• When you offer your child a new food, show it to them first and tell them about it. Then at a later meal give them some to try. If he or she doesn’t like it then, don’t try and force them to eat it. Try it again at later meals. It can sometimes take a few tries before a child will accept a new food.

Try not to turn mealtimes into a confrontation over food as this is likely to make things worse. Instead keep offering different and new foods regularly.

Does my lifestyle during pregnancy and early motherhood increase the risk of my child being overweight?


Your lifestyle could influence the chance of your child becoming overweight. Smoking during pregnancy could increase the chance of your child becoming overweight when he/she gets older. There is some evidence that breastfeeding can reduce the risk of your child becoming overweight.


Your health and the choices you make when you’re pregnant and when your baby is born may affect your child later in life.

If you’re very overweight during your pregnancy, then your child may be more likely to become overweight as he or she gets older. If you develop diabetes while you’re pregnant (gestational diabetes), this may increase the chances of your child becoming overweight or obese in later life.

Some research shows that smoking when you’re pregnant increases the risk of your child being overweight or obese. There are many other ways that smoking can harm an unborn baby so if you do smoke you should stop when you’re pregnant. If you do smoke and are pregnant or trying to get pregnant, you should ask your GP for advice.

There is some research which shows that breastfeeding your baby may help reduce the risk of your child becoming overweight as he or she grows up. Breastfeeding has a number of health benefits for you and your baby, but it isn't always an option for every new mother. You should talk to your midwife about the possible benefits of breastfeeding and whether it's the best choice for you.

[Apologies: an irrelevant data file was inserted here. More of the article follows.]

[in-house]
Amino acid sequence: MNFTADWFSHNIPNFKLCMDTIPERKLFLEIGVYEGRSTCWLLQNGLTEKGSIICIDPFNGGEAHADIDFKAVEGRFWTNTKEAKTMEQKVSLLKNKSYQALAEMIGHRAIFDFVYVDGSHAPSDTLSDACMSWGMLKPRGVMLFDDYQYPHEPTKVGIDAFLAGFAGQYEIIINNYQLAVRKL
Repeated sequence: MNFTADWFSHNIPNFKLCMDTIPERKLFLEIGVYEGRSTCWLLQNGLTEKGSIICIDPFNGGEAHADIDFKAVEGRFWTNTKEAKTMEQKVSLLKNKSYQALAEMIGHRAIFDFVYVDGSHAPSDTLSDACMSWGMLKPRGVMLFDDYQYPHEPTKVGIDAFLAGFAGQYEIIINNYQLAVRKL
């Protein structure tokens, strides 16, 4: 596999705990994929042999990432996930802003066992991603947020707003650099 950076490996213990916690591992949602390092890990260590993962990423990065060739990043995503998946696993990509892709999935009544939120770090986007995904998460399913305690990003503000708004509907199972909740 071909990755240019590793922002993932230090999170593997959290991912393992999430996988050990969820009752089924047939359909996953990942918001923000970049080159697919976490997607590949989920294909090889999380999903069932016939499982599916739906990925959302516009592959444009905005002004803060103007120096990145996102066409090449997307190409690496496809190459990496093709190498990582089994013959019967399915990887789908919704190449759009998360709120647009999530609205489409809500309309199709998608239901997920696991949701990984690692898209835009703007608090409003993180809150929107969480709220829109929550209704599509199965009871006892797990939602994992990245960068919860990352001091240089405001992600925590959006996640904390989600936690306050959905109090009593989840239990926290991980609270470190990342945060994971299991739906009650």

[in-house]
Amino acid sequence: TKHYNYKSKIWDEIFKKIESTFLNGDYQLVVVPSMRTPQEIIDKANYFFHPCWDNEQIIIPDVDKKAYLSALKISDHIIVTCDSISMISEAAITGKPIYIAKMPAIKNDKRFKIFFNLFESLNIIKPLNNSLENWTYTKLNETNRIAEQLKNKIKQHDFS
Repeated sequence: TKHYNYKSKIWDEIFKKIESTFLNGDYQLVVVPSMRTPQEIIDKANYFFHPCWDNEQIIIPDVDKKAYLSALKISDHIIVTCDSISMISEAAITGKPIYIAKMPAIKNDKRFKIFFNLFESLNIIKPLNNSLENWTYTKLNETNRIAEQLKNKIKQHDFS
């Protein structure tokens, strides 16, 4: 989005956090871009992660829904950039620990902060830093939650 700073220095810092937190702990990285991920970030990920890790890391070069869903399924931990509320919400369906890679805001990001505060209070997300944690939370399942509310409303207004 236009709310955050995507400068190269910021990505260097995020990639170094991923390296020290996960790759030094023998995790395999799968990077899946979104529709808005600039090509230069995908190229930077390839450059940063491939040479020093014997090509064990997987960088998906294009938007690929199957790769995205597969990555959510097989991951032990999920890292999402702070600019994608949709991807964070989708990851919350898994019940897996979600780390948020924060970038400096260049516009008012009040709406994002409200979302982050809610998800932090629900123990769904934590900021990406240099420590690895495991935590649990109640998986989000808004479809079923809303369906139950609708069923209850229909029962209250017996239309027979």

Are there any medical conditions that can cause childhood obesity?


Yes, there are certain medical conditions that can cause obesity, but these are rare.


There are certain medical conditions that can cause obesity in children, but these aren't very common. Most children become overweight or obese because they eat and drink more energy (calories) than they need.

The following conditions can cause obesity in children:

  • genetic conditions such as Prader–Willi, Cohen and Bardet–Biedl syndromes
  • hormone conditions, for example, Cushing's syndrome and hypothyroidism

It's very uncommon for children to become overweight because of a medical condition. If your child does have an underlying medical condition, they will usually have other symptoms, as well as being overweight.

If you’re worried that your child is overweight, talk to your GP for advice.

Further Information
  • Management of obesity. Scottish Intercollegiate Guidelines Network (SIGN),
  • Kipping R, Jago R, Lawlor D. Obesity in children. Part 1: Epidemiology, measurement, risk factors, and screening. BMJ 2008;
  • Statistics on obesity, physical activity and diet: England, January 2008. The Information
  • Causes and risk factors. National Obesity, accessed 13 September 2010
  • Obesity. National Institute for Health and Clinical Excellence (NICE),
  • Childhood obesity. National Obesity, accessed 20 September 2010
  • Babies and children. Food Standards, accessed 21 September 2010Your growing child. Food Standards, accessed 21 September 2010.
  • Reilly J, Armstrong J, Dorosty A, et al. Early life risk factors for obesity in childhood: cohort study. BMJ 2005;
  • Start active, stay active: a report on physical activity from the four home countries’ Chief Medical Officers. Department of Health,